Broken Noose: Gender Norms are Killing Men
Faith Mashevedze | Zimbabwe
The following work mentions suicide
The song goes:
"I would tell you that I love you tonight
But I know that I got time on my side
Where you going
Why you leaving so soon?
Is there somewhere else that is better for you"
Grief envelopes me like a love letter in the tight grip of a giddy young woman,
As she bids her lover goodbye.
I am lost and once again at a loss of words.
Today my father sits me down,
“I have sad news,” he said.
“Your cousin has just passed away.”
My cousin is 22,
Somewhere with a noose around his neck
His weight suspended in the air
His lungs emptied of life
His voice muted by a wordless goodbye.
My father says, “Don’t be scared.’
“I’m sorry to have to tell you this,”
In my culture,
The word cousin does not exist. He is my brother;
Though molded in different wombs.
How do I grieve for a brother without the tears of a child unlearning the threads carving our mouths shut?
How do I grieve without becoming living eulogy,
Dust muddied by the same heaviness of living.
My parents scan my face
For the grief of a child whose hands have also searched for a noose,
As tears roll down my eyes
I too feel a noose around my neck;
I too wish for a wordless goodbye ;
I too see the emptiness he must have seen;
I too wish I had a moment to tell my cousin he was not alone,
But Grief tightens Her grip,
I am all wounds: no healing has found me yet.
I am broken and yet to be consoled.
And am back in my bed at 22
When sorrow refused to unlearn my name
I am reaching for a noose too.
Mine was a box of well-calculated medicine,
Each prescribed by a doctor too bewildered I made to this appointment alive.
Doctors for whom I played the flute
And my melody was the desire to be better
I just wanted to be better.
The song goes:
“What is love if you're not here with me
What is love if it's not guaranteed
What is love if it just ups and leaves….”
I would tell them,
“In the night Grief whispers your name,
I tell her it is too soon. I do not have enough threads to complete this noose.”
His body hangs motionless and no one dares flinch.
I am somewhere far away from being informed
And I envy the freedom he has found.
There are things worse than death
Living is heavier than 1000 loadstones;
I am 22 again,
Waking up having not tied my noose tight enough
Having not locked the door
Having to face the living when I so clearly have courted death like a lost lover,
embraced her like an old friend.
I am 22 again in a hospital bed,
facing pastel ivory walls.
And knowing glances from the nurses who keep me sedated,
I cannot breathe as the grief returns.
For you dear brother it is over now.
There are doctors on call.
You are free and the world may not see it that way
but I have been living on the other side of a broken noose for years now
And am still sedated.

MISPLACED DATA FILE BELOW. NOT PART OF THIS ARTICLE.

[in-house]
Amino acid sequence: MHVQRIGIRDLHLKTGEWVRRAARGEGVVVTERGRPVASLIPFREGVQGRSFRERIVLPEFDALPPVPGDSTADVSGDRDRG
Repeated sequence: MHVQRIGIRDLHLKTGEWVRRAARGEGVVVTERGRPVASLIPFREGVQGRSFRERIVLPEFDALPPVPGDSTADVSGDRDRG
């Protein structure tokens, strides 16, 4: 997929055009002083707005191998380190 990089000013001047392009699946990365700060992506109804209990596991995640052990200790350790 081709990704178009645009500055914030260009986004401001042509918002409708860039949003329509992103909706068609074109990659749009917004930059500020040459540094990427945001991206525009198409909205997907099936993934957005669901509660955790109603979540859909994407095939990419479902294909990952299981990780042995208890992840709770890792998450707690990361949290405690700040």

I am sorry I wasn’t there brother
I am sorry I can’t greet you there now
I am sorry I am not there now.
Grief can wrap its hands around your neck and make you forget your face.
A five-letter word has stolen my name too,
it has rewritten my name and stolen my face.
It sat in the window of a hospital where doctors come and forgot what they said last week.
I have forgotten to stay on the other side of that noose.
I have faded into nothingness and returned to the meaninglessness of existence.
I am sitting at the table
As grief returns again and I picture your body swaying in the wind
“I am sorry,” I whisper to the wind.
My mother watches my tears and says
“We must live.”
I am alive but what is living on the other side of a broken noose?
At the funeral, there were those who tried to find blame,
Nobody mentioned that gran’ had depression;
How it tore at her on her last day;
How this is hereditary;
How the wound once opened can be an abyss
You cannot escape.
Nobody connected the dots.
I too find my mouth carved shut
I do not mention my noose broke
I do not mention depression
How once it has known you like a lover will breathe you in
and forget you belong among the living
I do not mention the rising rates of male suicide.
I do not mention why women often survive and men resort to extreme measures.
I do not mention I too longed for a slumber from which I cannot return.
I do not mention the rising epidemic of male suicide is the unsaid gender norm
We hear whispers and take them for granted.
How we seldom notice the living eulogies set before us.
How we seldom notice the walking wounded among us.
How we seldom notice the broken noose above our children's heads.
Or how often that noose has been hung.
But the song goes:
"What is love if you’re not here with us?
What is love if you are not here no more?
What is love if it’s not guaranteed?
What is Love it just ups and leaves?"
‘And in the end, will we meet the place where there is no darkness?’